These items have been made after we recently spent some time playing with a new type of kaleidoscope…they remind us that some of us are just big kids.
The term kaleidoscope was coined in 1817 by Scottish inventor Sir David Brewster, it is derived from the Ancient Greek καλός (kalos), “beautiful, beauty”, εἶδος (eidos), “that which is seen: form, shape”and σκοπέω (skopeō), “to look to, to examine”,hence “observer of beautiful forms.”
Because I love blue so much I made a Kaleidoscope that is just a combination of blues.
One of the other loves of my life is Cabernet Sauvignon Wine….and I made a Kaleidoscope which reminds me of some magnificent wine I enjoyed recently in the Limestone Coast in the southern part of South Australia.
Here’s the next one I made which we call Lavandula Kaleidoscope….tell me which one is your favourite.
Another picture of some of my kaleidoscope pieces.
A Kaleidoscope operates on the principle of multiple reflection, where several mirrors are together. Typically there are three rectangular lengthwise mirrors. Setting the mirrors at a 60-degree so that it forms a triangle. 60 degree angle apart from each other creates eight duplicate images of the objects, six at 60°, and 2 at 90°. As the tube is rotated, the tumbling of the coloured objects presents varying colours and patterns. Arbitrary patterns shows up as a beautiful symmetrical pattern created by the anreflections. A two-mirror kaleidoscope yields a pattern or patterns isolated against a solid black background, while the three-mirror (closed triangle) type yields a pattern that fills the entire field. For a deeper discussion see: reflection symmetry.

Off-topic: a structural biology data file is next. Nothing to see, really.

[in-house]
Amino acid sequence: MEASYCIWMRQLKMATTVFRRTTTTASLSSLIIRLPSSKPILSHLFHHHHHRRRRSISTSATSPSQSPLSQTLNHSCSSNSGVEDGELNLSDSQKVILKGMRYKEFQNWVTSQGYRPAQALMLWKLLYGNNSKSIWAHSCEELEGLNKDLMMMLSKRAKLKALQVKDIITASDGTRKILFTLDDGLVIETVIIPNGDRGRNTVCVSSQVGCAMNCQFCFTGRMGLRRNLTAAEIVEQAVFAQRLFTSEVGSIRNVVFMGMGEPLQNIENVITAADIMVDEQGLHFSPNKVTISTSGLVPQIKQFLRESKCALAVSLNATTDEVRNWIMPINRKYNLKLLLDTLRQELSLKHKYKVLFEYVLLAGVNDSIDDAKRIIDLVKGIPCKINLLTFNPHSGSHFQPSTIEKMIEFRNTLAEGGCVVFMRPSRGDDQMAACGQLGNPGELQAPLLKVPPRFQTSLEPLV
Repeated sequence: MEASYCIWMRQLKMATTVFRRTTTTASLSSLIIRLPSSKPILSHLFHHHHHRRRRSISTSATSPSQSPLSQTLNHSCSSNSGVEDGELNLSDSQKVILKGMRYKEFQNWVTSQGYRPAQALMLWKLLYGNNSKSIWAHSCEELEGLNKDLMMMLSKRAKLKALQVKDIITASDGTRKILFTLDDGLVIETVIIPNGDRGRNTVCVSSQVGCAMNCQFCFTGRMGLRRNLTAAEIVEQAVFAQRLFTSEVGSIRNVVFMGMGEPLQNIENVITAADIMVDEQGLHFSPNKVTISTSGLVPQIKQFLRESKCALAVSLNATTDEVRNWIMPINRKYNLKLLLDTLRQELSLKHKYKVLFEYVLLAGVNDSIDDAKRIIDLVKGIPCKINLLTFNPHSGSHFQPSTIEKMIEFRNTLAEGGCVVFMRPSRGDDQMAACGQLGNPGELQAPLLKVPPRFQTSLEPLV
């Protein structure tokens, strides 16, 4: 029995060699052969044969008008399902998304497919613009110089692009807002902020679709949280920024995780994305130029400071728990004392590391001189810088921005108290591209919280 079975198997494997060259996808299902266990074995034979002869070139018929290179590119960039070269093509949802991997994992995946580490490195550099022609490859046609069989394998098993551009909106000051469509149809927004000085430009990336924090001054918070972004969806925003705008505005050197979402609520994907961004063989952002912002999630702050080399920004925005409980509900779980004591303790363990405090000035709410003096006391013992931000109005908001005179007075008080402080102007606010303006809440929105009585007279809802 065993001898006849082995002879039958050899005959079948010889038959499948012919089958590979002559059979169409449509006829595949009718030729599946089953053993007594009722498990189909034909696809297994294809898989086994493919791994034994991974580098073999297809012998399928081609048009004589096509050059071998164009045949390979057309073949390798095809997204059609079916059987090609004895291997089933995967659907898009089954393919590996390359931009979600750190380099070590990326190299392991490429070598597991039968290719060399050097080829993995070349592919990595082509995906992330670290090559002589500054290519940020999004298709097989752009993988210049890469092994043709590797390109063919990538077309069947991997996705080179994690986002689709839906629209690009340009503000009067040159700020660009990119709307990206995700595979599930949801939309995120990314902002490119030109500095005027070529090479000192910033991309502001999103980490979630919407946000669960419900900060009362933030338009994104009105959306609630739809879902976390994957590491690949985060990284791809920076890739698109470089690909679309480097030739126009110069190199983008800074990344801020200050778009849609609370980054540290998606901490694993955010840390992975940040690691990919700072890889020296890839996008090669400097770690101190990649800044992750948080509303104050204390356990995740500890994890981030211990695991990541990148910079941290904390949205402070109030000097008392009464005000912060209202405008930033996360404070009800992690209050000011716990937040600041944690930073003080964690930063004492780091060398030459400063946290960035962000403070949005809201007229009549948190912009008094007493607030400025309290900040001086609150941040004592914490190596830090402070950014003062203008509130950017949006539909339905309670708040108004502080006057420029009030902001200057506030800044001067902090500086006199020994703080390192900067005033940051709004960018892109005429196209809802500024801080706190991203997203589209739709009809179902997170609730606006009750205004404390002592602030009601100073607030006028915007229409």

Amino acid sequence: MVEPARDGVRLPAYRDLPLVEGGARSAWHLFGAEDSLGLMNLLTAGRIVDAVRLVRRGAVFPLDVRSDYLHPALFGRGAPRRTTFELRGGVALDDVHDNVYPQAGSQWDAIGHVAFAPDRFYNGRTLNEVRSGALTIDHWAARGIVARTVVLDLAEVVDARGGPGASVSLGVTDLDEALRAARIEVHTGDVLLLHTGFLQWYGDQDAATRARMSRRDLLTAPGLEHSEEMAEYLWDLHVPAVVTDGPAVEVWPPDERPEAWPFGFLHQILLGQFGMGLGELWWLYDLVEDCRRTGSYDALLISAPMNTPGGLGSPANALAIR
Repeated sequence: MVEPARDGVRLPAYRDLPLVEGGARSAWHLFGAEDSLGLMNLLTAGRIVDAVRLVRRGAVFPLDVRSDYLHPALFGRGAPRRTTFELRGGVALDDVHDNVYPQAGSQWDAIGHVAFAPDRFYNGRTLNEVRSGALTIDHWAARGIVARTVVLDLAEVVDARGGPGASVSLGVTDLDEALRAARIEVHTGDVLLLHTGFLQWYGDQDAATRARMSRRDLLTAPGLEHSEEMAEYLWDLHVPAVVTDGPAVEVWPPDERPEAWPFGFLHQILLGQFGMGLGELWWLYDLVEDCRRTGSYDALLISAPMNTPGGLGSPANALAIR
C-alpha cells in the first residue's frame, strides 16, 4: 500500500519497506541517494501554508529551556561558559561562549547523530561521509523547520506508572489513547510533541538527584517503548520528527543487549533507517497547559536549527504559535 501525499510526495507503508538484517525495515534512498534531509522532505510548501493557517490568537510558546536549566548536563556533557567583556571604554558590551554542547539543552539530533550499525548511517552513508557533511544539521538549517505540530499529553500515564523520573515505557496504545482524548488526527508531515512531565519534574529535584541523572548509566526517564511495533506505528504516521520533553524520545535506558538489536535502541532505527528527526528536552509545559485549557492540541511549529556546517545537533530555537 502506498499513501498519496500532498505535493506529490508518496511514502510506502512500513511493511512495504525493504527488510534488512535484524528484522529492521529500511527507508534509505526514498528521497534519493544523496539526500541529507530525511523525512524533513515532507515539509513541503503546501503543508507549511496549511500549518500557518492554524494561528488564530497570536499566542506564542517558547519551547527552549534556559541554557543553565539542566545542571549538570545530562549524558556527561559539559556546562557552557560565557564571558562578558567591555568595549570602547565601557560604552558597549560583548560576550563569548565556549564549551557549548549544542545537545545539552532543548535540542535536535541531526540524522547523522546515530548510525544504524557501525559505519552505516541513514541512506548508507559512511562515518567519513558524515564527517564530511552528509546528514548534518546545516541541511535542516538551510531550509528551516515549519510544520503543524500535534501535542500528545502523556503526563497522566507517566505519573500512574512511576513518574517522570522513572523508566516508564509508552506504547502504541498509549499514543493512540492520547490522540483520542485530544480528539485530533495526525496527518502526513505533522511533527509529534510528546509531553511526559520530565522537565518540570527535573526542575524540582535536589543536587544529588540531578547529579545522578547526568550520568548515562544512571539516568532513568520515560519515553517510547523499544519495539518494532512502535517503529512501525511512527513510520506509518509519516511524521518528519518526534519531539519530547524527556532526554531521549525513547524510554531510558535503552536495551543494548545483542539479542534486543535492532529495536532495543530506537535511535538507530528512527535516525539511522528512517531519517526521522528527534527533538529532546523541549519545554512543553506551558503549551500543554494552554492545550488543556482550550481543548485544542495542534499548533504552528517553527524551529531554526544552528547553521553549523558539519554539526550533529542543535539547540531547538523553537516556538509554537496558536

Modern kaleidoscopes are made of brass tubes, stained glass, wood, steel, gourds or almost any material an artist can use. The part containing objects to be viewed is called the ‘object chamber’ or ‘object cell’. Object cells may contain almost any material. Sometimes the object cell is filled with a liquid so the items float and move through the object cell in response to a slight movement from the viewer.
His initial design was a tube with pairs of mirrors at one end, pairs of translucent disks at the other, and beads between the two. Brewster chose renowned achromatic lens developer Philip Carpenter as the sole manufacturer of the kaleidoscope in 1817.
It proved to be a massive success with two hundred thousand kaleidoscopes sold in London and Paris in just three months. Realising that the company could not meet this level of demand, Brewster requested permission from Carpenter on 17 May 1818 for the device to be made by other manufacturers, to which he agreed.
Initially intended as a scientific tool, the kaleidoscope was later copied as a toy. Brewster later believed he would make money from this popular invention;
however, a fault in his patent application allowed others to copy his invention.
There you have my new series, all these plates are only 15cm x 15cm which is 6inches by 6inches. (I can make these works in almost any other size you’d like. Just email me to talk to me about what you’d like.)
I wonder if you can think of any other combinations that I should produce.